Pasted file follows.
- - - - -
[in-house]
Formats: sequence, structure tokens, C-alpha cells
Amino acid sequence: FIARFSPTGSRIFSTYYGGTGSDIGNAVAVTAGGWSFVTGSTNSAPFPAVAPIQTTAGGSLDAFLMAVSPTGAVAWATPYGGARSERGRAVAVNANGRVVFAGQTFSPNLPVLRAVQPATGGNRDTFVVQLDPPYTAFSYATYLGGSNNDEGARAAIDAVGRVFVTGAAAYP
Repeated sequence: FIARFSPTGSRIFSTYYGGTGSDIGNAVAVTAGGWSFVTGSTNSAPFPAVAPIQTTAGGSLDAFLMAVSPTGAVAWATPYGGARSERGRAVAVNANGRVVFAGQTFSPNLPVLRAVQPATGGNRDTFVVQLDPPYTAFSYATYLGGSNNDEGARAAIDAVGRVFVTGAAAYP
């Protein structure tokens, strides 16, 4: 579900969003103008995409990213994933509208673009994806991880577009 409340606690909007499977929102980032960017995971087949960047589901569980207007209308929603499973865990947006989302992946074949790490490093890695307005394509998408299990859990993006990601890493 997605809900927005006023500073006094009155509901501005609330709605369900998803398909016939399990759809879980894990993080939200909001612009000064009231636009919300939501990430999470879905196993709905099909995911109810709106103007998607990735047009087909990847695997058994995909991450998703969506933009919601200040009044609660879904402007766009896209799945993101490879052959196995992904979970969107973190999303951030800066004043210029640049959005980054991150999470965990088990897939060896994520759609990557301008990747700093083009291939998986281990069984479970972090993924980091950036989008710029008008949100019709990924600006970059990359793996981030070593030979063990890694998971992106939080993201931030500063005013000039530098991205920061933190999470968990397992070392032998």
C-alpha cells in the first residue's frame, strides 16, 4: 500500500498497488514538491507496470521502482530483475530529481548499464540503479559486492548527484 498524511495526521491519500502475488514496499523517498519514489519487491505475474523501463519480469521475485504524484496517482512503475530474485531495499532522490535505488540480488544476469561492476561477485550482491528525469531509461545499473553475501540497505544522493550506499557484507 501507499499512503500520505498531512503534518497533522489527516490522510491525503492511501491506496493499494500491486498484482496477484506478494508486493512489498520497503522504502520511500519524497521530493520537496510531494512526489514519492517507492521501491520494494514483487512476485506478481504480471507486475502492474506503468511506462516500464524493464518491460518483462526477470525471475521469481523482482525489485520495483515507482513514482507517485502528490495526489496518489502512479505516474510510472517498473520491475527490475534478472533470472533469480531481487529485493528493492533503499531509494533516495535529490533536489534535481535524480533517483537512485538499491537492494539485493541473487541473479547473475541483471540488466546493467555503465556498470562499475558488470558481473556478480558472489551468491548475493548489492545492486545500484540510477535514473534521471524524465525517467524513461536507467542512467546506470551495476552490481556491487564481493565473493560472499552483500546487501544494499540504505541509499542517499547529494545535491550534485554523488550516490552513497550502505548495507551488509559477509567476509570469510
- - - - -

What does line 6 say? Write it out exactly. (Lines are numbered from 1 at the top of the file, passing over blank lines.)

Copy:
C-alpha cells in the first residue's frame, strides 16, 4: 500500500498497488514538491507496470521502482530483475530529481548499464540503479559486492548527484 498524511495526521491519500502475488514496499523517498519514489519487491505475474523501463519480469521475485504524484496517482512503475530474485531495499532522490535505488540480488544476469561492476561477485550482491528525469531509461545499473553475501540497505544522493550506499557484507 501507499499512503500520505498531512503534518497533522489527516490522510491525503492511501491506496493499494500491486498484482496477484506478494508486493512489498520497503522504502520511500519524497521530493520537496510531494512526489514519492517507492521501491520494494514483487512476485506478481504480471507486475502492474506503468511506462516500464524493464518491460518483462526477470525471475521469481523482482525489485520495483515507482513514482507517485502528490495526489496518489502512479505516474510510472517498473520491475527490475534478472533470472533469480531481487529485493528493492533503499531509494533516495535529490533536489534535481535524480533517483537512485538499491537492494539485493541473487541473479547473475541483471540488466546493467555503465556498470562499475558488470558481473556478480558472489551468491548475493548489492545492486545500484540510477535514473534521471524524465525517467524513461536507467542512467546506470551495476552490481556491487564481493565473493560472499552483500546487501544494499540504505541509499542517499547529494545535491550534485554523488550516490552513497550502505548495507551488509559477509567476509570469510